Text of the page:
As a British trade association techUK argues:
It is essential that any regulatory intervention strikes an appropriate balance between increasing competition, supporting multi-cloud and customer switching, and ensuring the UK continues to benefit from continued investment in infrastructure cloud and computing power that will be needed for the UK to succeed. most emerging technologies like AI and quantum computing.
So, is this a waste of time and effort that won’t really make a difference? Not necessarily.
I was struck by a LinkedIn blog post by Simon Hansford This sums up, I think, the current reality of the UK cloud services sector and why such an investigation is important. Hansford is the former CEO and founder of UKCloud, a UK provider specializing in dealing solely with UK public sector customers. A great example of the type of business that any UK government aspiring to become a digital economy should have supported all the way, you might think.
But in reality, AWS’s rise particularly in the UK public sector has taken its toll on UKCloud, which went into liquidation earlier this year. In his blog post today, Hansford says:
My view on this is clear: Amazon AWS and Microsoft’s stranglehold on the UK cloud computing market is damaging to UK businesses and consumers and to the sovereignty of our critical data. Their dominance stifles competition and innovation, hindering the growth of local cloud service providers and limiting customer choice. It also raises concerns about data security and resilience, as the country becomes overly reliant on a small number of select providers.
Additionally, the UK’s ability to establish itself as a leader in generative AI is under threat due to lack of access to the large data sets needed to effectively train AI language models. This harms our competitiveness on the global stage and hinders our ability to drive technological advancements.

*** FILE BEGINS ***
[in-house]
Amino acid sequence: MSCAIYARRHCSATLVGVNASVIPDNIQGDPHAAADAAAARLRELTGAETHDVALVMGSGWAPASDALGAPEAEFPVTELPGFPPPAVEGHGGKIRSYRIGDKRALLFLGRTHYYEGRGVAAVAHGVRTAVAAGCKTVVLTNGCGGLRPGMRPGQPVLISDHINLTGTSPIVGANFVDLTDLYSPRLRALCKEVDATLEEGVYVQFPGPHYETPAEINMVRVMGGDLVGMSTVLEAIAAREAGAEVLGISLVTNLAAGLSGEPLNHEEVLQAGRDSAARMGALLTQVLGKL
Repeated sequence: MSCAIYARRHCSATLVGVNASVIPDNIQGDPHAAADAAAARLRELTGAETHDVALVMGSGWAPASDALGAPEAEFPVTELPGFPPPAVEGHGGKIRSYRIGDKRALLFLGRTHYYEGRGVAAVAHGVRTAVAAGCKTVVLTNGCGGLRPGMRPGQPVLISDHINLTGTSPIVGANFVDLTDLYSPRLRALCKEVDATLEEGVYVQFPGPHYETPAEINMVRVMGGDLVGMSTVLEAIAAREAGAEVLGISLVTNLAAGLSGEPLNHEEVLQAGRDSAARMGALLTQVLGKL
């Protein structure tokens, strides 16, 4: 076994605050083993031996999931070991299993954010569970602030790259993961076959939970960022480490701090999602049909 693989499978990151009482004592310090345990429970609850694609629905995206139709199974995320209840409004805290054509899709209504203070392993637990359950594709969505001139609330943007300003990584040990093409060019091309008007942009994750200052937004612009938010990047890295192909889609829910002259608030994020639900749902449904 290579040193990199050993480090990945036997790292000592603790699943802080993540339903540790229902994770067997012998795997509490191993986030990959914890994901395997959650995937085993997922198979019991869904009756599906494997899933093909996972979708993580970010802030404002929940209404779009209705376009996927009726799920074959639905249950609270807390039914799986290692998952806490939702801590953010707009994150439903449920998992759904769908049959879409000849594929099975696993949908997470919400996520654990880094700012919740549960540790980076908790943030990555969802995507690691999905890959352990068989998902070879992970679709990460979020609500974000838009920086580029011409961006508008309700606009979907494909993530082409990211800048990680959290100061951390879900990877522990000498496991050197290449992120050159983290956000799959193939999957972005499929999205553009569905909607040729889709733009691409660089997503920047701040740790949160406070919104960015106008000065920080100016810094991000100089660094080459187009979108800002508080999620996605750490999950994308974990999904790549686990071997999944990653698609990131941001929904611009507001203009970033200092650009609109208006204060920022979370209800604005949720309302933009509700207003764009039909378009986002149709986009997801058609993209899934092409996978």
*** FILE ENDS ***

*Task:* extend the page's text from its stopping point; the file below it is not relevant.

One of the biggest changes that needs to happen is in the UK public sector, which has moved heavily towards the use of hyperscale cloud providers. This single-minded pursuit of convenience, at the expense of the development of local cloud providers, hinders the development of a vibrant domestic cloud industry. It is high time that the public sector re-evaluates its purchasing habits to ensure a more balanced and competitive cloud ecosystem and recognizes that cloud computing must be part of our national critical infrastructure.
He concludes :
Ofcom’s recommendation to investigate Amazon AWS and Microsoft’s dominance of the UK cloud computing market is a pivotal moment that could redefine the landscape for the better. It is imperative that we free ourselves from the grip of these hyperscalers, not only to nourish a more competitive market, but also to safeguard our technological sovereignty and encourage innovation.
Critics will, I imagine, dismiss comments such as sour grapes, but I have had occasional conversations with Hansford on this subject for years and he predicted problems throughout that period unless the government plays a more active role in safeguarding and promoting competition. in this space.
At a time when the current government boasts of its ambitions to become a world leader in digital technology, particularly in AI, a formal investigation into what is happening in the UK cloud services market is frankly overdue. We will follow the development of this matter with great interest.